Online marketing is changing every day. Between Google updating their algorithm and competitors outranking you for your keywords, there’s more than enough to keep any online business owner occupied and you need more than just keywords to increase your ecommerce conversions.
But there’s one thing that never changes:
Why we do what we do.
In today’s fast-paced world, understanding consumer psychology, and, more specifically, your potential buyer, is more than a nicety if you want to get noticed; it’s a prerequisite.
In this article, I’m going to show you six psychological triggers you can use in your marketing that will increase your eCommerce conversions, reduce churn, and promote brand loyalty.
Let’s get started.
1. Social proof
Facebook ‘Likes’, comments, reviews, testimonials…
What do they have in common?
They’re all examples of social proof.
Popularized by Robert Cialdini in his seminal book, Influence, social proof is a means we use to determine what other people like us are doing.
Moreover, this trigger applies especially to the way we decide what constitutes correct behavior.
In other words, if everyone is, say, signing up for a service, it’s easier to rationalize, “Maybe I should, too?”
Shopify are a perfect illustration of this. Not only do they mention how many customers they have; they include how much revenue their customers have generated from using their service:
Takeaways: Turn existing customers into evangelists for your business by include testimonials on your home and checkout page (pro tip: use specific numbers in your headline when possible).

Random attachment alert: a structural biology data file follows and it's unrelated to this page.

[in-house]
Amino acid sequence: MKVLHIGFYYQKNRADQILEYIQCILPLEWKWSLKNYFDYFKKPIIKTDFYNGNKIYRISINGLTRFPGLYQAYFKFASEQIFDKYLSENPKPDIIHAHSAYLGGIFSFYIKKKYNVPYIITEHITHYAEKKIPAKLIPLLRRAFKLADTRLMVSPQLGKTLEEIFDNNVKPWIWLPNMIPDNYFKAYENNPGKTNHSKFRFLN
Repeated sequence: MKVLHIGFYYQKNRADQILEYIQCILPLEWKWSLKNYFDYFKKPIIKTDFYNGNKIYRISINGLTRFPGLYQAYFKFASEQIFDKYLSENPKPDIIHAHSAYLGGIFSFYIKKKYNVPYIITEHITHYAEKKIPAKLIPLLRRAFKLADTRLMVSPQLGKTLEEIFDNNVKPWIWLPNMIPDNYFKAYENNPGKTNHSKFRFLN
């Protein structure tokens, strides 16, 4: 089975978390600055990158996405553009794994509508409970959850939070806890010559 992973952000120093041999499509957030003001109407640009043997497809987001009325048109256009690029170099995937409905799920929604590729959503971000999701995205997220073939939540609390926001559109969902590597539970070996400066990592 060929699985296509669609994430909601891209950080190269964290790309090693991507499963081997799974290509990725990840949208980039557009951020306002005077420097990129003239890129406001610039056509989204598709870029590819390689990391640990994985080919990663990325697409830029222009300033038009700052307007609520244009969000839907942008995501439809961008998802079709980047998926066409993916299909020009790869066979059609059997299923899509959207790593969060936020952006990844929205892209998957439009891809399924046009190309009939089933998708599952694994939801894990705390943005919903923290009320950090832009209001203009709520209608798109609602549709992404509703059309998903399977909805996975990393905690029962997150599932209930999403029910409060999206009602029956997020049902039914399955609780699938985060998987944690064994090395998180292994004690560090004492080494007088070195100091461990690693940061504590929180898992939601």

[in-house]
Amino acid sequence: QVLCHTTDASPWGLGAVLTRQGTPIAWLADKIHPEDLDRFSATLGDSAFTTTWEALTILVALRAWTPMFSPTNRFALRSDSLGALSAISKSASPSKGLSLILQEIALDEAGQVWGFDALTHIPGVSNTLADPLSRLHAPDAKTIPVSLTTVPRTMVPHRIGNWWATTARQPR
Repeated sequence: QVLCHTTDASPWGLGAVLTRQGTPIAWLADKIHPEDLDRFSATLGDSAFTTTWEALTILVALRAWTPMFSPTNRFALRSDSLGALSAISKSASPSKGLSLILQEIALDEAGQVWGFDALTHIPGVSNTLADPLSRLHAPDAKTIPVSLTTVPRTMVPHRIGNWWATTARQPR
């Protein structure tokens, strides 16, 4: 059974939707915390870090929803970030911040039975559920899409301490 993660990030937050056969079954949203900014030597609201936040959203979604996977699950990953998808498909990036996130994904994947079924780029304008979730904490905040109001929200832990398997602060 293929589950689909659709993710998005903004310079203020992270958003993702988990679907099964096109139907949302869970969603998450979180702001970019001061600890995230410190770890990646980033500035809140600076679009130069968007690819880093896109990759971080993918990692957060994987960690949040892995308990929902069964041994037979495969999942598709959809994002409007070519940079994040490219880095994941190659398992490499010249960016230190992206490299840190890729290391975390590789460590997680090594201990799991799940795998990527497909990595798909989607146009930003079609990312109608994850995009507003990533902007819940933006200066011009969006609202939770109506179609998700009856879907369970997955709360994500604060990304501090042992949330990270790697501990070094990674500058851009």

It’s no secret social proof is a powerful conversion trigger in marketing. But there’s another that amplifies it further:
The principle of authority.
This principle refers to our tendency to obey authority figures.
In everyday life, for instance, you might be inclined to follow advice if it’s given by someone with letters before their name (like a doctor) rather than, say, a stranger.
Online, though, is a little different…
Generally, authority is built through the testimonials of other authorities.
In other words, it’s not what you say about yourself. Rather, it’s what other authorities say about you.
Take Fifty Three, for example, a company that makes digital styluses for iPads.
Using testimonials from other online authorities like Wired, Fast Company, and Mashable, they’re able to differentiate their product from their competitors’, and position themselves as a leader in their market:
But what if you haven’t been featured in any major media outlets?
Don’t worry, few have.
If you’re new to eCommerce, try peppering a few power words into your copy. Words like “free,” “now,” and “join” do more than just evoke emotion in your readers; they nudge customers to take the desired action (e.g. make a purchase).
Naturebox uses power words like “free” and “gift” in their pop-ups to gain new subscribers:
Takeaways. Put authority badges on important pages on your site and always instruct your potential buyers what to do next using power words.
3. The decoy effect
Imagine for a moment you’re shopping for a magazine subscription.
You arrive at the pricing page and are presented with two pricing options: a one-year subscription to the online edition for $59, or a one-year subscription to the print and online edition for $125.
Which would you choose?
Most people, when asked, opt for the former. In fact, when behavioral economist Dan Ariely surveyed 100 MIT students, 68 chose the online edition.
But here’s where it gets interesting…
When Ariely introduced a third option—a one-year subscription to only the print edition for $125—the results were remarkable:
Eighty-four participants chose the print and online edition (compared to 32 in the control group).
Because we tend to focus on the relative advantage of one thing over another and estimate value accordingly.
In other words, when you introduce a third pricing option—known in psychology as “the decoy”—it nudges potential buyers to choose the more expensive option.
It’s no surprise, then, many online stores use tiered pricing (in fact, here at Sleeknote, we use four tiers on our pricing page).